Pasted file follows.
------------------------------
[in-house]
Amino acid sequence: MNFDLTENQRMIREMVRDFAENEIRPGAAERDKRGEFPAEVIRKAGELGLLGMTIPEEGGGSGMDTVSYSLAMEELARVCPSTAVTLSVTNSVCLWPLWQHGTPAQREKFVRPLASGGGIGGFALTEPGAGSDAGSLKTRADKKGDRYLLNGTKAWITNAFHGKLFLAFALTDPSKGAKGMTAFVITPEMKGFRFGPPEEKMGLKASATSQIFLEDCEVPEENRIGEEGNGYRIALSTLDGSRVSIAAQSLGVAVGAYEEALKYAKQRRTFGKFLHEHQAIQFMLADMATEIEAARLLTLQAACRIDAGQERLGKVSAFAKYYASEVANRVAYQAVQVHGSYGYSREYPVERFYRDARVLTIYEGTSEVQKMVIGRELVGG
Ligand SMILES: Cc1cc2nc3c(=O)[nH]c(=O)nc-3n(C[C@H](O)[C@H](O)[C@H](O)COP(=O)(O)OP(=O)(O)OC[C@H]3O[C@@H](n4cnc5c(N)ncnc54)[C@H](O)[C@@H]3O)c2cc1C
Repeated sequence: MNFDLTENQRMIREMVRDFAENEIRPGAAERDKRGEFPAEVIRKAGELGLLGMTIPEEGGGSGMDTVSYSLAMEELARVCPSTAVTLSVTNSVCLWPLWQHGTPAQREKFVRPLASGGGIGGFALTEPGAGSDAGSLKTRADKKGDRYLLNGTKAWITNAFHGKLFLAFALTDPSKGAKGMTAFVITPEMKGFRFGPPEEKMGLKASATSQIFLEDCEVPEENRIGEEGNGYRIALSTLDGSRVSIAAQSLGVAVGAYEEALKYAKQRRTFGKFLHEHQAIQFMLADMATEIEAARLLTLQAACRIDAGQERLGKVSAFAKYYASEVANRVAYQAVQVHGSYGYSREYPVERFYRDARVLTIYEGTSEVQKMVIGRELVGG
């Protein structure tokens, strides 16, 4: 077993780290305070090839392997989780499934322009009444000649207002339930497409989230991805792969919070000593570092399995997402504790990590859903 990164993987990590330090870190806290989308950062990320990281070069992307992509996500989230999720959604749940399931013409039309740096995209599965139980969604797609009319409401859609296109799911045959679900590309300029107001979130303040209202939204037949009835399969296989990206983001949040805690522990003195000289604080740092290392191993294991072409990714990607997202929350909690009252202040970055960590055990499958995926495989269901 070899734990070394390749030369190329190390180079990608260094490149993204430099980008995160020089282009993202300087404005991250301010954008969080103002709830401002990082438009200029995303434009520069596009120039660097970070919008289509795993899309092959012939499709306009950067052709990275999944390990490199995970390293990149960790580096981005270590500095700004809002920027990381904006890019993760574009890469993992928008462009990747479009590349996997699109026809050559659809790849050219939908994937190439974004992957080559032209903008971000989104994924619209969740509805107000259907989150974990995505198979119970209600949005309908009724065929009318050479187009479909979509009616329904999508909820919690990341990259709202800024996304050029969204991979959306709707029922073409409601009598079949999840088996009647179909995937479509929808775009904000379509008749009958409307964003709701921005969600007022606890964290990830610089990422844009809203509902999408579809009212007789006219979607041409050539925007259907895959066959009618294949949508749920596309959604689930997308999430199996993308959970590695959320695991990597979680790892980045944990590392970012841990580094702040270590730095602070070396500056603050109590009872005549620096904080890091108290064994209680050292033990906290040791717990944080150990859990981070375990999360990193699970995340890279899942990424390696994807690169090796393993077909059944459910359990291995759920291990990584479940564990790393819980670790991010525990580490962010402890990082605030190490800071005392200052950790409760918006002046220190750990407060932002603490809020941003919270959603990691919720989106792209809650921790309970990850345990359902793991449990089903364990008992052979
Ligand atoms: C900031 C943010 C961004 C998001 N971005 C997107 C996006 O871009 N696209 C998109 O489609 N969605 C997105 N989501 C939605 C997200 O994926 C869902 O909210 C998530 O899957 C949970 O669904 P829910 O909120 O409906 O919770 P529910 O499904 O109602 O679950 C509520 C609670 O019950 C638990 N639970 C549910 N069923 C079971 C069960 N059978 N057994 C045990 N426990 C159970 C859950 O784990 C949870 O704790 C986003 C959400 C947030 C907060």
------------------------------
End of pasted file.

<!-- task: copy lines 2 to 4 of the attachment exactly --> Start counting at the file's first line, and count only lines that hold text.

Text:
Amino acid sequence: MNFDLTENQRMIREMVRDFAENEIRPGAAERDKRGEFPAEVIRKAGELGLLGMTIPEEGGGSGMDTVSYSLAMEELARVCPSTAVTLSVTNSVCLWPLWQHGTPAQREKFVRPLASGGGIGGFALTEPGAGSDAGSLKTRADKKGDRYLLNGTKAWITNAFHGKLFLAFALTDPSKGAKGMTAFVITPEMKGFRFGPPEEKMGLKASATSQIFLEDCEVPEENRIGEEGNGYRIALSTLDGSRVSIAAQSLGVAVGAYEEALKYAKQRRTFGKFLHEHQAIQFMLADMATEIEAARLLTLQAACRIDAGQERLGKVSAFAKYYASEVANRVAYQAVQVHGSYGYSREYPVERFYRDARVLTIYEGTSEVQKMVIGRELVGG
Ligand SMILES: Cc1cc2nc3c(=O)[nH]c(=O)nc-3n(C[C@H](O)[C@H](O)[C@H](O)COP(=O)(O)OP(=O)(O)OC[C@H]3O[C@@H](n4cnc5c(N)ncnc54)[C@H](O)[C@@H]3O)c2cc1C
Repeated sequence: MNFDLTENQRMIREMVRDFAENEIRPGAAERDKRGEFPAEVIRKAGELGLLGMTIPEEGGGSGMDTVSYSLAMEELARVCPSTAVTLSVTNSVCLWPLWQHGTPAQREKFVRPLASGGGIGGFALTEPGAGSDAGSLKTRADKKGDRYLLNGTKAWITNAFHGKLFLAFALTDPSKGAKGMTAFVITPEMKGFRFGPPEEKMGLKASATSQIFLEDCEVPEENRIGEEGNGYRIALSTLDGSRVSIAAQSLGVAVGAYEEALKYAKQRRTFGKFLHEHQAIQFMLADMATEIEAARLLTLQAACRIDAGQERLGKVSAFAKYYASEVANRVAYQAVQVHGSYGYSREYPVERFYRDARVLTIYEGTSEVQKMVIGRELVGG